February 1972

Subacute Encephalitis and Hypogammaglobulinemia

Author Affiliations

Memphis; Bethesda, Md
From the departments of pediatrics (Drs. Hanissian and deLamerens), neurology (Dr. Jabbour), and neuropathology (Dr. Garcia), University of Tennessee Medical Units, Memphis, and the Section of Infectious Diseases, Perinatal Research Branch, National Institute of Neurological Diseases and Stroke, Bethesda, Md (Dr.

Am J Dis Child. 1972;123(2):151-155. doi:10.1001/archpedi.1972.02110080129017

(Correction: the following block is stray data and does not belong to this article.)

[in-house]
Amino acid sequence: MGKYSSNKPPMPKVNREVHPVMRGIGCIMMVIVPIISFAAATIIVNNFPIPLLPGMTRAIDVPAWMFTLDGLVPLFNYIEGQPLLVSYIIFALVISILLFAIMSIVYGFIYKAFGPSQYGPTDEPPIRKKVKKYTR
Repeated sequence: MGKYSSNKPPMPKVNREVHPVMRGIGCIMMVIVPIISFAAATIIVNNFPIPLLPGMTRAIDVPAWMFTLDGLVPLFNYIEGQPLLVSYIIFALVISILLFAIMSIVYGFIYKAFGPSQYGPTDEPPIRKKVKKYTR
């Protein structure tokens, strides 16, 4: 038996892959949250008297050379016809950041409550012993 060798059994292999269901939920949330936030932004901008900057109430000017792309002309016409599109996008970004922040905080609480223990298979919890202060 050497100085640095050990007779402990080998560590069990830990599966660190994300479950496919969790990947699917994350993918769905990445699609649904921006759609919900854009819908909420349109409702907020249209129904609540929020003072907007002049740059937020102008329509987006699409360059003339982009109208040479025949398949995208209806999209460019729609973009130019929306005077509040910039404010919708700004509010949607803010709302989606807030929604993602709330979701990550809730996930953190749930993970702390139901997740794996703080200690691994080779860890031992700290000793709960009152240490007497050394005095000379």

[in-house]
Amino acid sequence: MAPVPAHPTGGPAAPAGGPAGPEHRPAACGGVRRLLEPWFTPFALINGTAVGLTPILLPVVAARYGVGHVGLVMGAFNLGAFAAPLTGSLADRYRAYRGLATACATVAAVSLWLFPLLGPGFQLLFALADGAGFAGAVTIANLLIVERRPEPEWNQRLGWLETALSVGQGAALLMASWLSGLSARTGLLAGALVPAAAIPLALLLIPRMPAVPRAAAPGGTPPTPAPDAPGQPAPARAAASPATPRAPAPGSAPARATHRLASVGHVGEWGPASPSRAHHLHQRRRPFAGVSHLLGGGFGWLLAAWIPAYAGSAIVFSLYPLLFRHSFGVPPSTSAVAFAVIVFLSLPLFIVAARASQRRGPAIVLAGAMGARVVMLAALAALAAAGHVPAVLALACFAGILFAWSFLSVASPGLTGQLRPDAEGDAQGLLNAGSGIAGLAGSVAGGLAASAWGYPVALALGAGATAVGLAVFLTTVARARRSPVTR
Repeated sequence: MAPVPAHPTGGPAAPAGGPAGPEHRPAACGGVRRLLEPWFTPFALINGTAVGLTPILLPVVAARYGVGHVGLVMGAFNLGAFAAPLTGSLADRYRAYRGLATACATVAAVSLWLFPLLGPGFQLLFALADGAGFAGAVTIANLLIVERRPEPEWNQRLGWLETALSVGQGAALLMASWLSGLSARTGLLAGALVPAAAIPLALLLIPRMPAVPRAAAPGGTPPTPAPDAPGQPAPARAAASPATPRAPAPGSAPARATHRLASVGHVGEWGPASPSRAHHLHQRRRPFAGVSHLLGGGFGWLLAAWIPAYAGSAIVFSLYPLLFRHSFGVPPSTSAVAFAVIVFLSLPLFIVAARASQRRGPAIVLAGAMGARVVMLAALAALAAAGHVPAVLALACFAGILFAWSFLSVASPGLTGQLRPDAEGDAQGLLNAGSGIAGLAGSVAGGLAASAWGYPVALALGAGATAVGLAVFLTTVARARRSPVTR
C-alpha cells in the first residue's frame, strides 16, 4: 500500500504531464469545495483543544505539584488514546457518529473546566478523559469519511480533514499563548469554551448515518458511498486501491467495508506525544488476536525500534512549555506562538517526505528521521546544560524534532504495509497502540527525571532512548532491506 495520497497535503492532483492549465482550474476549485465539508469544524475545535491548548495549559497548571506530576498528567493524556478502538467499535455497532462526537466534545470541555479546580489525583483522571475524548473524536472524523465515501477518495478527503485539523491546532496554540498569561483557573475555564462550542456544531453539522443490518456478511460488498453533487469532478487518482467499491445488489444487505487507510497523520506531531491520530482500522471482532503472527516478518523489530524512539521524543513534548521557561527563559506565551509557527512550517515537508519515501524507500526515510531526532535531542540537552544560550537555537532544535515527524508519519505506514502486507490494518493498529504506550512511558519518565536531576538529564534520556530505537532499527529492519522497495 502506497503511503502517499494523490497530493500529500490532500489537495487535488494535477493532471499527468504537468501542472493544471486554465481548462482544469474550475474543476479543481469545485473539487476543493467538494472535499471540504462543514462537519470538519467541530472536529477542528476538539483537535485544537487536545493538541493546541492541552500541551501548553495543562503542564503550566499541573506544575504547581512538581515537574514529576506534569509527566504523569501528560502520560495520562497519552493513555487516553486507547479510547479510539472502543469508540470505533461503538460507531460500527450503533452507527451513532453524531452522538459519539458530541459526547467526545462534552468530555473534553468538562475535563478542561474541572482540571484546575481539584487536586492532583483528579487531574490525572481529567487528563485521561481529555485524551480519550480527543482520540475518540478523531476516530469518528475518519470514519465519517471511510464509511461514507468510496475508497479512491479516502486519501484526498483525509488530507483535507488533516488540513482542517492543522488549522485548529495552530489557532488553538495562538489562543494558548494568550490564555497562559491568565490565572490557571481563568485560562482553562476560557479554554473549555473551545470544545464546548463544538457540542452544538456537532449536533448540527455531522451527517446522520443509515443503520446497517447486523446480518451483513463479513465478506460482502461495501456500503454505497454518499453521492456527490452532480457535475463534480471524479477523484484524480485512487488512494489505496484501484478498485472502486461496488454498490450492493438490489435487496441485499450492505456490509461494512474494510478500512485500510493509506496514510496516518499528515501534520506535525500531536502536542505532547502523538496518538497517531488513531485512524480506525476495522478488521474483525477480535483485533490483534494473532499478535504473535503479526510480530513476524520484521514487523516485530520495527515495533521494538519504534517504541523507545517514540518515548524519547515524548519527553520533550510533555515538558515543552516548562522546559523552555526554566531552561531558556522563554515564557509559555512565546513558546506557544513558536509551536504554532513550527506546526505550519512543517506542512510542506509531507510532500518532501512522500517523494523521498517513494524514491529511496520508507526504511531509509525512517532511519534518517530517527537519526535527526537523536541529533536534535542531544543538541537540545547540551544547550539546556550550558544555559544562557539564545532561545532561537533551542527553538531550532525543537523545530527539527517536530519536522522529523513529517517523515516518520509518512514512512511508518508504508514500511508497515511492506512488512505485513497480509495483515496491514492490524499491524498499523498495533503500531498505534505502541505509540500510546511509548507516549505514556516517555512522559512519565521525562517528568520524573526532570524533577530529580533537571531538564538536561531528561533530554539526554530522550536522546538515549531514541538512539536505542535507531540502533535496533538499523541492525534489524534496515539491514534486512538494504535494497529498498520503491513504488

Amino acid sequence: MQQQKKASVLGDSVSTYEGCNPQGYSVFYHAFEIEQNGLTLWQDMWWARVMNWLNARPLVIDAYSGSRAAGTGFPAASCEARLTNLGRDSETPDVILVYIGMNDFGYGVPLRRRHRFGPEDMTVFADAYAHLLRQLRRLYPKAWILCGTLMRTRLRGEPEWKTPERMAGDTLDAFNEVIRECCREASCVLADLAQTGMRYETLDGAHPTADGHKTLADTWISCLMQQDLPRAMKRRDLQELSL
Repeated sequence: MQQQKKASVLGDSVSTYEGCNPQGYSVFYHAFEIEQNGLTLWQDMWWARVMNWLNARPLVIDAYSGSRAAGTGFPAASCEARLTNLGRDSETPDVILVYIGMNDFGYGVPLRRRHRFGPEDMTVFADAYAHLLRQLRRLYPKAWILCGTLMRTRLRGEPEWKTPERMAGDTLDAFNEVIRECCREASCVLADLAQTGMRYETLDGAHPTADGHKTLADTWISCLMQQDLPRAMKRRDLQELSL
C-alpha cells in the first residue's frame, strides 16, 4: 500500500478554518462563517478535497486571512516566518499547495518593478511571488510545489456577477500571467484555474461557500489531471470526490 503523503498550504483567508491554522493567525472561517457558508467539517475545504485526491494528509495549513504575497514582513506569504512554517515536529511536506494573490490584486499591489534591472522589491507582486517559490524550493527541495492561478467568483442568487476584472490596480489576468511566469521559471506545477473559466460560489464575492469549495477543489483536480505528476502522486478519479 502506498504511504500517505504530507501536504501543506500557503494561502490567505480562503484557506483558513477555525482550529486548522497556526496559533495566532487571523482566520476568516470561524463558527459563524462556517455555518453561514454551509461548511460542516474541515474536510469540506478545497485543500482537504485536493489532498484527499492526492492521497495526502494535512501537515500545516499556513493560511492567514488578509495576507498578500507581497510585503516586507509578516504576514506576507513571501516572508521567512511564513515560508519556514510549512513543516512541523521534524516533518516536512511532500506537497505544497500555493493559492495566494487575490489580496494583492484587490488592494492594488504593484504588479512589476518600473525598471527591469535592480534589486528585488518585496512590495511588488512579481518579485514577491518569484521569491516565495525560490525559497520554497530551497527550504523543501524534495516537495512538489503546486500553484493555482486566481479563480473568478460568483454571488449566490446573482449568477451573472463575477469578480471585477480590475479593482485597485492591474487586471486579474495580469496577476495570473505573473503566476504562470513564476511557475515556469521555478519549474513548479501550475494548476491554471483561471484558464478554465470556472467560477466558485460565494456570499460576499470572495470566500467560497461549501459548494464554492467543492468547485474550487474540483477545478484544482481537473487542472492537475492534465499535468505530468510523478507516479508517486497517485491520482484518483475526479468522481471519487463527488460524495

A 5-year-old white boy with X-linked hypogammaglobulinemia and subacute encephalitis developed paresis of the right upper and lower extremities, symmetrical polyarthritis, and bilateral basal bronchiectasis at 1 year of age. At 5 years, he was exposed to rubeola and received a preventive dose of γ-globulin. During the next six months he developed progressive mental and motor deterioration. Electroencephalographic pattern was consistent with subacute sclerosing panencephalitis. Brain biopsy revealed extensive inflammatory infiltrates but neither inclusion bodies nor viral particles could be demonstrated by electron microscopy. Immunofluorescence studies of the biopsy specimen and the ethanol fixed monolayer cell cultures revealed intracellular fluorescence specific for measles antigen. As expected, serologic studies for measles antibodies were negative. On the basis of clinical, EEG, and histopathologic studies, in the absence of measles antibodies in serum and cerebrospinal fluid, we chose the term subacute encephalitis rather than subacute sclerosing panencephalitis.